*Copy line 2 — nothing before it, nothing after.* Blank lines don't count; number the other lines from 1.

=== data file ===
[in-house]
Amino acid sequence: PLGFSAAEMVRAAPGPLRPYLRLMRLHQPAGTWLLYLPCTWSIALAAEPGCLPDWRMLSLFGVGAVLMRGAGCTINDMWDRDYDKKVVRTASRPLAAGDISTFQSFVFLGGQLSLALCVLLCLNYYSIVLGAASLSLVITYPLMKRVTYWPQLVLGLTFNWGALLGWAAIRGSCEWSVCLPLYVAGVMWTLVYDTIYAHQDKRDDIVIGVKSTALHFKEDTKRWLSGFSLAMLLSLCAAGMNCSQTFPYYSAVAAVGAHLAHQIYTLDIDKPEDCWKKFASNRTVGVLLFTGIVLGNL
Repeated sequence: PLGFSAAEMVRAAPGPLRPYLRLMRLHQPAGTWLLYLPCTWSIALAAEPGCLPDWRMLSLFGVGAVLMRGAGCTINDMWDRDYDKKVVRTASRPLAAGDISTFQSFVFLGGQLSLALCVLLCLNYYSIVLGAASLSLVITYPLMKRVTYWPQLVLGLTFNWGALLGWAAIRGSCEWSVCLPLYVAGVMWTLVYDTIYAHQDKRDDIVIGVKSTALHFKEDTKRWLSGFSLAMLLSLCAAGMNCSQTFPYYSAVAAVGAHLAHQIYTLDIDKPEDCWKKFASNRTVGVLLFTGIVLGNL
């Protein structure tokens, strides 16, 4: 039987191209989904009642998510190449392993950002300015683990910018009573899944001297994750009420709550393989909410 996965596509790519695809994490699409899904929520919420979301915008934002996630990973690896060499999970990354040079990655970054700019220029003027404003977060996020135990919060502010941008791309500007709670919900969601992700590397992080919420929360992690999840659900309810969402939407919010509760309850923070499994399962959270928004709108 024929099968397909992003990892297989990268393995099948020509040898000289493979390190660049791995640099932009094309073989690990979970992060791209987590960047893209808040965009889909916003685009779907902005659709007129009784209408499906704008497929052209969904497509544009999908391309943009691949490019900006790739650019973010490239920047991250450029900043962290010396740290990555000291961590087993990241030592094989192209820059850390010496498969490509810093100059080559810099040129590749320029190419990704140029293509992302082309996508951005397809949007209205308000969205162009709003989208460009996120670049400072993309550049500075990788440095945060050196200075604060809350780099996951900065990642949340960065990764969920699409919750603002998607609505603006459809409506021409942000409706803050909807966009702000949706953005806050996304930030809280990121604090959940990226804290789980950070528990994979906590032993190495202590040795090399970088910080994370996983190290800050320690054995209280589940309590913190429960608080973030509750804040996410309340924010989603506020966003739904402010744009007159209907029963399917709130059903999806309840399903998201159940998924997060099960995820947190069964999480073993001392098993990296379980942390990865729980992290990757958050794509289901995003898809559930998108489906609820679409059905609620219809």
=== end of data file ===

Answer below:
Amino acid sequence: PLGFSAAEMVRAAPGPLRPYLRLMRLHQPAGTWLLYLPCTWSIALAAEPGCLPDWRMLSLFGVGAVLMRGAGCTINDMWDRDYDKKVVRTASRPLAAGDISTFQSFVFLGGQLSLALCVLLCLNYYSIVLGAASLSLVITYPLMKRVTYWPQLVLGLTFNWGALLGWAAIRGSCEWSVCLPLYVAGVMWTLVYDTIYAHQDKRDDIVIGVKSTALHFKEDTKRWLSGFSLAMLLSLCAAGMNCSQTFPYYSAVAAVGAHLAHQIYTLDIDKPEDCWKKFASNRTVGVLLFTGIVLGNL